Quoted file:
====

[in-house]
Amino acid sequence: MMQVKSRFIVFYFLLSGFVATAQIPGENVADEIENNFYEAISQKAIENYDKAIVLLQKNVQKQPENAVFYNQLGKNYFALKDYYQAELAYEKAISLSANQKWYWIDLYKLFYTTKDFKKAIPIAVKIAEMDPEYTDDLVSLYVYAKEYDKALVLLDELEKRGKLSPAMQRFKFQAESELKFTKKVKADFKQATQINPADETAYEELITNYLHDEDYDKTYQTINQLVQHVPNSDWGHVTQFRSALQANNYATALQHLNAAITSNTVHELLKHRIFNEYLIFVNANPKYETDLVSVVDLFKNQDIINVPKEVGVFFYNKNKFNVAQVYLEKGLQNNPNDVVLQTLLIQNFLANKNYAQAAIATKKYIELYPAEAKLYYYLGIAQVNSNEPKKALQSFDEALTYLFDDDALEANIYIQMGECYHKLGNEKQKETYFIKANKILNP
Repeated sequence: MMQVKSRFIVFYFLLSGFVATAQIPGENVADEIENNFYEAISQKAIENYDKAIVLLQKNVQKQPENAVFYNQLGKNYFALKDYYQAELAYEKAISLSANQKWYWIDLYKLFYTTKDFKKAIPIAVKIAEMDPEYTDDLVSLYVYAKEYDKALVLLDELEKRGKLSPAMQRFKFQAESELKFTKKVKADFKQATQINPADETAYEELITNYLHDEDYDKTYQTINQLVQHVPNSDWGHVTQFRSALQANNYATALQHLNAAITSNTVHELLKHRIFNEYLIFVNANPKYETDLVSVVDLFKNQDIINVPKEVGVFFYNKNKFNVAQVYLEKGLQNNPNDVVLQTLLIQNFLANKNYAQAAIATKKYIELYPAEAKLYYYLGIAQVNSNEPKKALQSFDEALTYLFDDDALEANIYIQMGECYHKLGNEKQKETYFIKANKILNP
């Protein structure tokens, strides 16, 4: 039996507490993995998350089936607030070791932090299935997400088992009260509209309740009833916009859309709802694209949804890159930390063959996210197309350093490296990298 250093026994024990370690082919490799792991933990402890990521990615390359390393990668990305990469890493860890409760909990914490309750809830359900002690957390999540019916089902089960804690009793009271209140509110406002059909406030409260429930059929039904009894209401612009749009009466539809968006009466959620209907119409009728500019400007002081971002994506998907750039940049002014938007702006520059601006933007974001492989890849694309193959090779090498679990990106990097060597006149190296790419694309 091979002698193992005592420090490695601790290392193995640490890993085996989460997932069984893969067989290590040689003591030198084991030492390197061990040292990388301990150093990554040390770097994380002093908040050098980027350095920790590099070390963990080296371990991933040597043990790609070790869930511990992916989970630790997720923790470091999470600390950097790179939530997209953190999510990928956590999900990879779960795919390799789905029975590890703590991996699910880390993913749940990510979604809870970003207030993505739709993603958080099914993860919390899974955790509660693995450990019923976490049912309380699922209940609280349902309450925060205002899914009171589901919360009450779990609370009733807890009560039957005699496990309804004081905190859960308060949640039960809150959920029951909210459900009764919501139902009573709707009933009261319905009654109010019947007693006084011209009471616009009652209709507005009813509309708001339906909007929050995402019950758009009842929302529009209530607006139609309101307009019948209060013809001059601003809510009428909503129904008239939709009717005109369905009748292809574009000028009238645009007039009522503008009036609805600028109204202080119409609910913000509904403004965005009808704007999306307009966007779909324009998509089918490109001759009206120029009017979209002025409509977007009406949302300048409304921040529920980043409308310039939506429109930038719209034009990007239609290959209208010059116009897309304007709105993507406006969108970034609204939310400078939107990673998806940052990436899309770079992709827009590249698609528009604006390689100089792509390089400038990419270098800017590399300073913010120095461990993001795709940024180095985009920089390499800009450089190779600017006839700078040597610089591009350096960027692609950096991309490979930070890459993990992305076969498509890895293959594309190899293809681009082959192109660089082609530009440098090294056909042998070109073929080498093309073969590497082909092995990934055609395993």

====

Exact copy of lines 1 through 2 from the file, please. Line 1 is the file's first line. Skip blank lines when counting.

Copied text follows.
[in-house]
Amino acid sequence: MMQVKSRFIVFYFLLSGFVATAQIPGENVADEIENNFYEAISQKAIENYDKAIVLLQKNVQKQPENAVFYNQLGKNYFALKDYYQAELAYEKAISLSANQKWYWIDLYKLFYTTKDFKKAIPIAVKIAEMDPEYTDDLVSLYVYAKEYDKALVLLDELEKRGKLSPAMQRFKFQAESELKFTKKVKADFKQATQINPADETAYEELITNYLHDEDYDKTYQTINQLVQHVPNSDWGHVTQFRSALQANNYATALQHLNAAITSNTVHELLKHRIFNEYLIFVNANPKYETDLVSVVDLFKNQDIINVPKEVGVFFYNKNKFNVAQVYLEKGLQNNPNDVVLQTLLIQNFLANKNYAQAAIATKKYIELYPAEAKLYYYLGIAQVNSNEPKKALQSFDEALTYLFDDDALEANIYIQMGECYHKLGNEKQKETYFIKANKILNP